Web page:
1 2 3 4 5 6 7 8 9 10 11 12

How it works: Selenium


I've done quite a bit of work with Selenium on and off, mainly for browser automation tests. There are many high quality official libraries for Selenium covering a range of languages. It's an amazing technology and a real joy to work with; however sometimes stuff can go wrong and it's useful to know what's going on under the hood in order to debug where the problem lies.

For this reason I present my very-probably-wrong guide to Selenium.

Gecko, drivers!? What's going on?

There are 3 components in code that interacts with Selenium (ignoring RemoteWebDriver use cases):

  1. Your code
  2. A driver
  3. The browser

For each browser that supports Selenium, the browser vendor provides a "driver". This is usually a small executable (.exe) program tailored for a specific browser:

This driver is the part your code actually interacts with. The driver then communicates with the browser using whatever magic the vendors design. In order to change browsers while using the same code, the drivers expose interfaces/endpoints that implement the WebDriver specification.

Put simply, this means the drivers are a simple RESTful API.


To demonstrate this I'll use the ChromeDriver version 2.29 which is the latest version at the time of writing. Drivers can only talk to the versions of the browser they are compatible with. In this demo I'm running Chrome on version 58.


Writing a custom debug visualizer for Visual Studio 2015


Often at work I'll be debugging some incredibly complex logic with lists that can be hundreds, if not thousands, of items long. While the ability to inspect these lists using the normal debugging tools is useful, it gets annoying trying to scroll to the 700th item in a list and then accidentally moving the mouse focus away and having to start again.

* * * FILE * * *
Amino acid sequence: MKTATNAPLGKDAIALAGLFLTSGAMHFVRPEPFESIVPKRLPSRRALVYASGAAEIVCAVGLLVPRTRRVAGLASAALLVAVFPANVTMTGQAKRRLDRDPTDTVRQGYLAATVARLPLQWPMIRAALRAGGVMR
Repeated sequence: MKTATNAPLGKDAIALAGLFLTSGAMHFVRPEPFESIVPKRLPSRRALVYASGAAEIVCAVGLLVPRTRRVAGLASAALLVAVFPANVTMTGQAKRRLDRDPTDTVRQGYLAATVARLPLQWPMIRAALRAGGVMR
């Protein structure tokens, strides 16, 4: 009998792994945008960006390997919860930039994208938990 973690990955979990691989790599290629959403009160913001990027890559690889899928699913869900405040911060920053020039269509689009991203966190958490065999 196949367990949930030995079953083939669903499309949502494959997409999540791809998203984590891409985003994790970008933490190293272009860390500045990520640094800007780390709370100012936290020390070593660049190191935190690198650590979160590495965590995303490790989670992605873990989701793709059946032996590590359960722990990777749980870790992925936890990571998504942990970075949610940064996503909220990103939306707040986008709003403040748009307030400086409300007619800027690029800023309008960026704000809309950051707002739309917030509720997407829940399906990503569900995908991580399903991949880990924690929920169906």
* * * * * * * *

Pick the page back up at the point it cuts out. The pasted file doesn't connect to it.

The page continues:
For this reason I wanted to look into the possiblity of creating a custom display for certain objects while debugging in Visual Studio. For those of you who have worked with the DataTable you might be familiar with this screen:

data table visualizer

This can be accessed by hovering over the object when paused in the debugger and clicking the magnifying glass icon as shown here:


Reading from a COM port


I was recently researching how to read from a COM (Serial) port in order to communicate with an old embedded system. If you're not familiar with them that's one of these:

a serial port has a 9 pin connection

C# provides the SerialPort class for just this purpose which is hugely helpful. However there's one problem with this class which is that it's just not... very good. I didn't know about this but this post by Ben Voigt should leave you in no doubt that it has some problems.


In order to test the code on my machine without access to the actual device which was elsewhere, I installed Eltima's Virtual Serial Port Driver which would allow me to test with emulated serial ports. Once I had set up a pair of ports I could send data from one end using PowerShell.